In the shadows of wild fig trees, Never slips. The loose stones slide from under his too-white shoes. He pulls her, his hands still on her, but she grabs a branch to stay standing. His new jeans tear. She bends down to help him up. He’s crying.

“I can mend it,” she says. The jeans are new, the material still dark and stiff and thick. She would like to mend them in a mountain home. But she would want his hands to be whittling or hammering, not touching her. He could be carving or chopping while she was sewing. Quiet together. “Don’t cry. I can sew.”

Never’s cry is strange like his laugh, and she wonders if he is crying or laughing. Panting. A baboon. A boy. The orphan boys imitate baboons barking to scare her when they gather firewood. Even when she knows it must be them, she still jumps and drops her kindling when they bark.

Never speaks. And she jumps, even though his voice is soft now. He tells her he’s scared—afraid to be on the mountain while the police search. Last week, his friend swallowed a large diamond. “Glass, a glass the size of my thumbnail.” The police caught them before they left Marange. Because they were scared, the police knew. They cut open his friend. They beat Never and forced him to search through the intestines until he found the stone.

“The next one I find, I’ll keep. I’ll cut myself and stick the glass under the skin. It’ll heal, and I’ll be gone.”

Millie wants to ask where he’ll go, but he’s crying or laughing again. She leaves him there and imagines walking all the way to Mutare, to the Indian woman’s fabric shop, and making a purple-blue dress so dark that she can float through the night without anyone seeing her. No one would touch her. She’d vanish between the stars.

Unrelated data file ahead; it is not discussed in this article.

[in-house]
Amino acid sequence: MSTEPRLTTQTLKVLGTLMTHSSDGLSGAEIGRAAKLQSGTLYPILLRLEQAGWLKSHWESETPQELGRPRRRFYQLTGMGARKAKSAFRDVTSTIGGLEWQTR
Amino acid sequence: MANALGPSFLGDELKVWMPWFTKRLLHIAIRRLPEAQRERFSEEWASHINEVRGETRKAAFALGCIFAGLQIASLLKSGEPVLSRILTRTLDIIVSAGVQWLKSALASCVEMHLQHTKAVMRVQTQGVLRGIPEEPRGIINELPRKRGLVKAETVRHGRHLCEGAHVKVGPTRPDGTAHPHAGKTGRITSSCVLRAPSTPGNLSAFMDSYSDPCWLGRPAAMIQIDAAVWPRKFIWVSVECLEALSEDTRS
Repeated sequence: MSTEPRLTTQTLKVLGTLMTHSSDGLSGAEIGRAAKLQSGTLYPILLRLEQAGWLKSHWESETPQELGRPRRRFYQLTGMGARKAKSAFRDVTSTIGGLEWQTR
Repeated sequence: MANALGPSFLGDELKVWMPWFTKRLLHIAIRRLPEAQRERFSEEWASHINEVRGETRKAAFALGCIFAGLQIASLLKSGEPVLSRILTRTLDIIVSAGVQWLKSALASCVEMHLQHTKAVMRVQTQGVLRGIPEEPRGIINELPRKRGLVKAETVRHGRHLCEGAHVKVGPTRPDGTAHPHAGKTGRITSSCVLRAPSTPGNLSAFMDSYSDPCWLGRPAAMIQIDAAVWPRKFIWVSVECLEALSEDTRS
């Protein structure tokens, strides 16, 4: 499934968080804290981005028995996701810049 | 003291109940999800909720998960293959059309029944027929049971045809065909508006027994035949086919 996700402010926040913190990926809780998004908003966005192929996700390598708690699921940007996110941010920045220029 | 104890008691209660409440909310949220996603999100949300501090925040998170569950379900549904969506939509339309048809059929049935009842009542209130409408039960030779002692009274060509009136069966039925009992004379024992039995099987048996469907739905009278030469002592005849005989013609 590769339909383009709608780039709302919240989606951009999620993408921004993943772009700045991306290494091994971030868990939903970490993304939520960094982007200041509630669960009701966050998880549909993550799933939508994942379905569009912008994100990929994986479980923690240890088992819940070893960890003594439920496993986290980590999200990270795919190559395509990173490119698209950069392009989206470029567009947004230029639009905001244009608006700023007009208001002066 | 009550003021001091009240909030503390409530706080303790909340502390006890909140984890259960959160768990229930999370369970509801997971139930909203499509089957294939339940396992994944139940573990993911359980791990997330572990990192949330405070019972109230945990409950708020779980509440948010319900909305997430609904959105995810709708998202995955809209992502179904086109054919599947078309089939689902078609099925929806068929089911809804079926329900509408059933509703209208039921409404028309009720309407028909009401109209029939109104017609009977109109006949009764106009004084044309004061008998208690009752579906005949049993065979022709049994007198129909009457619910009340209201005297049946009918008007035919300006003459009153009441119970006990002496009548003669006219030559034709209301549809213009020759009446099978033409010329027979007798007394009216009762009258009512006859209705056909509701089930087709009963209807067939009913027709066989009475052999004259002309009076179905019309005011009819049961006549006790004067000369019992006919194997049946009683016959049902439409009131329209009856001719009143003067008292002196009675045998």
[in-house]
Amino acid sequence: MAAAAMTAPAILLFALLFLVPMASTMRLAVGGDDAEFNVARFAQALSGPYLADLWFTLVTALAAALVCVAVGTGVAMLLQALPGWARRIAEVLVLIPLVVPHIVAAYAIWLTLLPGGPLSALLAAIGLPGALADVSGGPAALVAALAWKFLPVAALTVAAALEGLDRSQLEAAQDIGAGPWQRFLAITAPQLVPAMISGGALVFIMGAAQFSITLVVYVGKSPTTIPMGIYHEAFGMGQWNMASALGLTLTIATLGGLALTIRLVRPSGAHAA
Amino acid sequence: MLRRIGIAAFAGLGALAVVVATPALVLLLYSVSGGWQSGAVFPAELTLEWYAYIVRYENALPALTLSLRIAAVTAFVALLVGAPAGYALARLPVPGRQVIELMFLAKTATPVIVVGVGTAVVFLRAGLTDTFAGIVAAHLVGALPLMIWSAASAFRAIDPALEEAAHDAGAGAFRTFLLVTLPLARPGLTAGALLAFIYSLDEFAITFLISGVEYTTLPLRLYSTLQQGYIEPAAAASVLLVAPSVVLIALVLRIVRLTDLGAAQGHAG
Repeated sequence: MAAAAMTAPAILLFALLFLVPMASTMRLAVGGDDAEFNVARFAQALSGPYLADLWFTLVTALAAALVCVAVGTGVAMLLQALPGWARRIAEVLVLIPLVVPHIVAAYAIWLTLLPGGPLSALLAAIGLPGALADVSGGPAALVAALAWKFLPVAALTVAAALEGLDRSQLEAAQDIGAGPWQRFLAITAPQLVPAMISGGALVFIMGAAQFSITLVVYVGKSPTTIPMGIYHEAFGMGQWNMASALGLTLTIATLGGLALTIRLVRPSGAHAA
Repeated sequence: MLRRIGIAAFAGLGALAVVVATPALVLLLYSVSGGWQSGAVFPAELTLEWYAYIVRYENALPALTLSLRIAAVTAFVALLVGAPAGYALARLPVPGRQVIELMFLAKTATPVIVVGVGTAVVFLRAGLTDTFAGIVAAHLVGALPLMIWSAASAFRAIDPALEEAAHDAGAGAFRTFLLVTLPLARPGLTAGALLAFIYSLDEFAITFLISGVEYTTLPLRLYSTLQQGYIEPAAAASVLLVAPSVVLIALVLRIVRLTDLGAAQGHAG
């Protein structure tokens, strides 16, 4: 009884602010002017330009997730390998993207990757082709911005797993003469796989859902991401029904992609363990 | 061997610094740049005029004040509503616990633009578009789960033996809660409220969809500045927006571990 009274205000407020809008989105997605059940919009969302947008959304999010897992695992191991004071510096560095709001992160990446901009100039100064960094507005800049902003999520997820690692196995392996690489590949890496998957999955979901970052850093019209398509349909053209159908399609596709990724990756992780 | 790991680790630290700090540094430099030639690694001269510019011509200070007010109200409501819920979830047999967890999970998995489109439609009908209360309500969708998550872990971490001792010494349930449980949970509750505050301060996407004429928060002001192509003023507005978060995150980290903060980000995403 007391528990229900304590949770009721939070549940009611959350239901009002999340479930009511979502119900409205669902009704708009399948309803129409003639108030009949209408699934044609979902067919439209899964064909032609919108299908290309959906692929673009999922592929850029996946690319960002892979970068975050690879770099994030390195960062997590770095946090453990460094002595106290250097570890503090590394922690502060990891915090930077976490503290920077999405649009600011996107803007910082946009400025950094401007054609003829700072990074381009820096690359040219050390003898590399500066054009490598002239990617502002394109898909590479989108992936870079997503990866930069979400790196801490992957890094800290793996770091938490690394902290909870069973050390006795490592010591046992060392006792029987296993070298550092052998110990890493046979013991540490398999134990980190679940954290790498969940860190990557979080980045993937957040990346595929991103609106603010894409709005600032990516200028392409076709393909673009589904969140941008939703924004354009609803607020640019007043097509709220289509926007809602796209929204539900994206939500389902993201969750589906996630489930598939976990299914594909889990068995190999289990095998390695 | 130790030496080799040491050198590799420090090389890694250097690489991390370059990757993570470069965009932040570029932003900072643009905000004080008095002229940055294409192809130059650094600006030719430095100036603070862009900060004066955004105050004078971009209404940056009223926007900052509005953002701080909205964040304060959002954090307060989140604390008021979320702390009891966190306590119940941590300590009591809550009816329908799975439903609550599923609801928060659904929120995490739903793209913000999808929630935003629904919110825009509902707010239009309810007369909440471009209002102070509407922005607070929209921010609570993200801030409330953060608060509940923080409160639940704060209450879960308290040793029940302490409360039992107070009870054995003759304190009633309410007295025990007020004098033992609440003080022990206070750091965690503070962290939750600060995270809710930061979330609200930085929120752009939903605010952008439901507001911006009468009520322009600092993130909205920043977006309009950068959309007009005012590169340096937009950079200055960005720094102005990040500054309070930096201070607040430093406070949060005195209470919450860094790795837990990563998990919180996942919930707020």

But Titus sees her when she reaches the orphanage gate. She could not have slipped by even in the darkest dress and dhuku because he was waiting for her.

“Tomorrow, you must leave with that boy, Never,” he says. She cannot be at an orphanage and have a child. He tells her this and does not tell her that he cannot be a guard at the orphanage and a father to an orphan’s orphan. He’ll send her away. Away doesn’t scare her. Titus scares her. The rough stubble on his chin stands straight out when he frowns. Scratches still cover her cheeks from his mustache.

Leaving the next night, Millie doesn’t look back at the orphanage but stares between the dry stalks of the maize field to the shadows, which look soft like petals. Titus told her she must love Never tonight—do exactly as he showed her in the guard shack. She wonders if the other children will miss her and who will find her bed empty in the morning, the blue mosquito net lying flat against the sweat-stained sheets. Millie often says goodbye to her grandmother under her breath and hopes her grandmother does the same.